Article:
Increase in e-commerce and low air freight threatens holiday shipping
As the world enters the second holiday season since start of the pandemic, the shipping industry has yet to recover from the effects of COVID-19. There continues to be a dearth of cargo space as flights have decreased and shipping via ocean cargo containers could take weeks to reach its destination. During the first six months of 2021, commercial flight traffic did improve by 11% above 2020 levels, but that figure was still down 33.8% from 2019. Total flight traffic is somewhat more improved, with the total number of flights tracked in the first half of 2021 increasing by 25.2% over 2020. Despite flight numbers still being down, online shopping is more popular than ever. Retail e-commerce sales continue to boom, with 2020 sales amounting to $4.28 trillion and e-retail revenues projected to grow to $5.4 trillion in 2022. “There’s a massive demand and very little supply,” explains A.J. Hernandez, President and CEO of SkyPostal. “The supply chains are really broken and there’s a lot of employee turnover right now.”
In the 19 months since the pandemic began, cargo space is still at a premium. Even in the United States, the delivery infrastructure has been overwhelmed, from the first mile of transport to the last, due to the volume of business being generated by unprecedented levels of online shopping. The levels of e-commerce growth seen from May 2019 to May 2020 would have taken four to six years if growth had continued at the same levels seen in previous years.
Transporting via container ship is an option, but one that comes with a much longer timeframe. Shipping vessels originating in China have a 30-day sail to the U.S. or Latin America. However, the holidays are the peak shipping period, and, as this busy holiday shipping season approaches, it will be essential to communicate with customers to mitigate expectations regarding what timeframes are achievable and how costs will increase. Planning ahead, in terms of adding resources to manage increased volumes and delays, will be essential. Finally, when it comes to last-minute orders, clients need to be warned that chances are they will not receive them in time for the holidays. In anticipation of the continuing increased holiday shipping demand, some shippers have even had to initiate limits with some larger clients in terms of how much volume they can accept from them each month.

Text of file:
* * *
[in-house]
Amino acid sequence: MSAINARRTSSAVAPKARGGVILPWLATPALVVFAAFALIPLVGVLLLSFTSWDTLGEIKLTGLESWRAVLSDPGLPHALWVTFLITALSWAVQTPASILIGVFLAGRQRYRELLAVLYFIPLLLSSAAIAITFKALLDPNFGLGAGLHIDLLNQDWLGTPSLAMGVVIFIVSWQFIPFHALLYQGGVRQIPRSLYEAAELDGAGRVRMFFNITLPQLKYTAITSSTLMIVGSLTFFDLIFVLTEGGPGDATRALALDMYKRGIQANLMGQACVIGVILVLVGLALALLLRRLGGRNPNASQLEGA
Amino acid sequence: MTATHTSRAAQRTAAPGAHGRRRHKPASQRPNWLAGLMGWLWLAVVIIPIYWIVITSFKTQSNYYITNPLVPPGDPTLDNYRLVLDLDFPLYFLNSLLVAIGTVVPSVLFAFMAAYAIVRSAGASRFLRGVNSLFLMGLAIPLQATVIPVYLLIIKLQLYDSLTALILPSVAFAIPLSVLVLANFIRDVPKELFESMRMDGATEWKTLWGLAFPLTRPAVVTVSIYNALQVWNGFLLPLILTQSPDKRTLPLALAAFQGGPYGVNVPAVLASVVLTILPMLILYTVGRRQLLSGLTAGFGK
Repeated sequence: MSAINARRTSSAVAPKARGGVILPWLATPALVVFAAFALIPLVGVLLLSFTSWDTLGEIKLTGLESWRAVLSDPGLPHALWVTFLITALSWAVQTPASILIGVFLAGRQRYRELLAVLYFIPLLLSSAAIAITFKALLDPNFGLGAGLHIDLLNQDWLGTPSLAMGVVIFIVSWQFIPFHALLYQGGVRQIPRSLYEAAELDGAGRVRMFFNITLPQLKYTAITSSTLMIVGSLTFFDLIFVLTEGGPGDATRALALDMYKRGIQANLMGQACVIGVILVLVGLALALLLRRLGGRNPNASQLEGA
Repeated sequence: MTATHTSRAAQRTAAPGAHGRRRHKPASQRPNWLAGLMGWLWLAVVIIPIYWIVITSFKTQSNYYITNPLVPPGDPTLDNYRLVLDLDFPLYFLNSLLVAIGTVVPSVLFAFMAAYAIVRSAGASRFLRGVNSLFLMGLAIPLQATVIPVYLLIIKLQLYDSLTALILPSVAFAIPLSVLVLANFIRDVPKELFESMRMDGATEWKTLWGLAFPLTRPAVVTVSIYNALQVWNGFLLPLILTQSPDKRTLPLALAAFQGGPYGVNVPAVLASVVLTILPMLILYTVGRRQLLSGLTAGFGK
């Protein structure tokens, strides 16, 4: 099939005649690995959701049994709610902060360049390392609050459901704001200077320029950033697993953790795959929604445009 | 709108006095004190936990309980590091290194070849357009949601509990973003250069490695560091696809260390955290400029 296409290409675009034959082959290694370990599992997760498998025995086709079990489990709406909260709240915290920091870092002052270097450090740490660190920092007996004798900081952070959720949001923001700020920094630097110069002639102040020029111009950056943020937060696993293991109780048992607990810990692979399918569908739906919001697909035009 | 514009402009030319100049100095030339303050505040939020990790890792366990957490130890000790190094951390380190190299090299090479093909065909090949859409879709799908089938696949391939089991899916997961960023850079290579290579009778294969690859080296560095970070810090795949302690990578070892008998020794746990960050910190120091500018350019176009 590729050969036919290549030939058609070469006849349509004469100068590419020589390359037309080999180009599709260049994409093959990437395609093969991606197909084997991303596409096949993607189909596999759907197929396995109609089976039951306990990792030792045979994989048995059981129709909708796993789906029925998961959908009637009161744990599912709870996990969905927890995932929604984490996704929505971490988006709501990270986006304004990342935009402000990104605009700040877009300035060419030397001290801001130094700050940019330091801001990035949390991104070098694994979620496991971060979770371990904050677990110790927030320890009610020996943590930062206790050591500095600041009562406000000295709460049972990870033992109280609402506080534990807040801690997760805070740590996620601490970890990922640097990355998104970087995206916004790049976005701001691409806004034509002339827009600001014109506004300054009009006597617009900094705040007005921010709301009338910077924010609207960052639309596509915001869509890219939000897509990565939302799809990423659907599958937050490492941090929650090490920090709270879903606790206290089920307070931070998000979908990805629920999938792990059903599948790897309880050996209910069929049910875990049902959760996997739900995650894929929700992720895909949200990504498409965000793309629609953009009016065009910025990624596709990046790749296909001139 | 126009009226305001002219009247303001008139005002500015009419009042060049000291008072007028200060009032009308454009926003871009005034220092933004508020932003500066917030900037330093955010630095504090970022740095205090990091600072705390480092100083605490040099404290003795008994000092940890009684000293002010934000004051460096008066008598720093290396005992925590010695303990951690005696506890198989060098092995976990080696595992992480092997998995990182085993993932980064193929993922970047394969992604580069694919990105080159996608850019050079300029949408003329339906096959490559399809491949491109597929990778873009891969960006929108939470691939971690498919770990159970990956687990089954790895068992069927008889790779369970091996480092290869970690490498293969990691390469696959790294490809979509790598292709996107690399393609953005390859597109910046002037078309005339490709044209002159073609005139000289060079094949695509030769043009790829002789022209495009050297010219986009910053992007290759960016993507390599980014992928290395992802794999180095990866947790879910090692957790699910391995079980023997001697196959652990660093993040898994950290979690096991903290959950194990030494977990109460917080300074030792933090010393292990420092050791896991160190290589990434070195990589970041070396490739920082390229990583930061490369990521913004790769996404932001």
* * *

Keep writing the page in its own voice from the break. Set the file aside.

Shippers can be better prepared by following these suggestions:
• Have a clear knowledge of the volume that will need to be shipped
• Manage customers’ expectations
• Plan to ship early
• Be transparent about timeframes with last-minute orders
• Expect increased shipping costs
• Build in extra time, if possible.
These suggestions are of particular importance for those shipping to Latin America, where complexity is always part of doing business thanks to entrance codes, tax/tariff codes (such as the World Customs Organization Harmonized System, or HS) and the need to translate manifests into Spanish and Portuguese. Companies shipping to Latin America have to take care of this information, and most American companies do not have this ability. Essentially, the shipper serves not only as a delivery service but as an international go-between.
“Delays are something that everyone has to grapple within our business and with increased volumes come even more delays. Clients are expecting more and more as time goes on,” Hernandez says. “I think these new volumes are here to stay, because we’ve created a whole new group of people who are now comfortable shopping online.”